GM Profit Sinks But CEO Sees No Recall Hit To Sales
DETROIT (AP) -- The cost of recalling nearly 7 million cars and trucks sank General Motors' first-quarter profit, but the company's CEO said the much-publicized recalls have yet to cut into sales.
GM on Thursday reported its worst financial results in more than four years, with profit falling 86 percent to $125 million. The biggest contributor was a $1.3 billion charge to cover a series of recalls announced since early February, most notably 2.6 million small cars with defective ignition switches.
The Detroit automaker is facing government investigations and civil lawsuits over the small-car recall. On a conference call, CEO Mary Barra called the company's handling of the recall unacceptable but said that, so far, bad publicity has not had a "meaningful impact" on sales. She also said GM is offering employee discounts to owners of cars with the faulty ignition switches.
After opening with a 2 percent gain, GM shares were down 13 cents to $34.26 around midday.
GM made 6 cents per share in the first quarter, down from 58 cents a year ago. The recall charge alone cut 48 cents off first-quarter earnings. But excluding one-time items, GM made 29 cents per share, far above Wall Street estimates of 3 cents per share. Revenue rose more than 1 percent.
Still, it was a rough start to what many expected would be a strong year for the Detroit automaker.
The U.S. government its remaining stake in GM at the end of last year, freeing the company of the "Government Motors" nickname. In January, GM announced its first quarterly dividend in six years. And it has rolled out multiple new models in recent months including high-profit pickup trucks and full-size SUVs.
But the recalls have overshadowed Barra's first months as CEO. GM has linked the ignition switch problem to 13 deaths and has acknowledged knowing about it for at least a decade. Barra was grilled earlier this month by two congressional panels pushing for an explanation on why GM dragged its feet. She said the answers would come from an ongoing internal investigation.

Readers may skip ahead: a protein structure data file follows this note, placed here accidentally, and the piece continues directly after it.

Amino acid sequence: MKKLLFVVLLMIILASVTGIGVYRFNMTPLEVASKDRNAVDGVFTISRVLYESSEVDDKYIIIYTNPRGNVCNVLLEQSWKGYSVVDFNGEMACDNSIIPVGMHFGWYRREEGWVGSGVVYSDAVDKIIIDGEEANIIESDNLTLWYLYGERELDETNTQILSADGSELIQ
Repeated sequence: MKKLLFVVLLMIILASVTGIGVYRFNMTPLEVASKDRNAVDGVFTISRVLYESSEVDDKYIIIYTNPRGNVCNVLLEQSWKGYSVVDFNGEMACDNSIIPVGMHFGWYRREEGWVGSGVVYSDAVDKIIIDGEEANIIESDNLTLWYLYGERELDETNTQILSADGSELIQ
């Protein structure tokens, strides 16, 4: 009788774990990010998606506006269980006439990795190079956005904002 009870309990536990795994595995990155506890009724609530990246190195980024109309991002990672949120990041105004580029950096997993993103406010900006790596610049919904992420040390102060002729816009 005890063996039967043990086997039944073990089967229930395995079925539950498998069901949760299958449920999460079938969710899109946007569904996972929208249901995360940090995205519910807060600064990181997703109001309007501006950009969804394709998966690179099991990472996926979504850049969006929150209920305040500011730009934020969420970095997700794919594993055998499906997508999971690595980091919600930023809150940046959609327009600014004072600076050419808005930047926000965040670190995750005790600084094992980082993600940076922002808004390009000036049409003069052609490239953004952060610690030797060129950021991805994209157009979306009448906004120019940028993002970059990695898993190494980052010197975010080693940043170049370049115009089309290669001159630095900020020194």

GM also announced other recalls that pushed the total to near 7 million cars and trucks.
Barra said the company has formed a leadership team to focus on recall issues. But, as before, she made no excuses for GM's behavior in the ignition switch controversy.
"It doesn't matter that the roots of the issue are more than a decade old," she said.
She told analysts that dealers are taking advantage of increased showroom traffic due to the recalls. But spokesman Jim Cain said GM has asked dealers to use employee pricing not as a marketing tool, but to help the small-car owners trade for a new car. Employees generally pay about 4 percent below dealer invoice.
Without the recalls, GM would have had a strong quarter. The company's revenue grew 1.3 percent from a year ago to $37.4 billion, in line with analysts' estimates.
"Clearly the headline results are overshadowed by the recall charges," Chief Financial Officer Chuck Stevens said.
GM's global sales for the quarter rose 2.3 percent to 2.42 million cars and trucks. China sales grew 13 percent, and sales in Europe rose less than 1 percent. But sales fell 2 percent in North America, GM's most profitable region, and they dropped 10 percent in South America.
The company's North America division earned $600 million. Without the recall charge, it would have earned $1.9 billion, up from $1.4 billion a year ago. Sales in the region fell to 745,000 cars and trucks. Stevens said GM is getting $2,000 more for its vehicles on average in the U.S. than it did a year ago, and $5,000 more for pickup trucks.
Stevens said the $1.3 billion charge covers the entire cost of parts for the recalls, as well as installation by dealers and loaner vehicles for owners of cars with bad ignition switches. So far GM has paid for 36,000 loaners. He said it's too early to tell if GM will take more recall-related charges. GM faces multiple lawsuits from families of people killed in crashes, plus owners who claim the recall has lowered the value of their vehicles.
GM has hired Kenneth Feinberg — who handled funds for victims of the Sept. 11, 2001 terrorist attacks and the BP oil spill in the Gulf of Mexico — to explore ways to compensate crash victims. Stevens said no decision has been made on establishing a fund.
GM said ignition parts supplier Delphi is producing parts on one assembly line, running multiple shifts seven days per week. Second and third lines should be up later in the summer, giving GM the ability to finish the small-car repairs by October.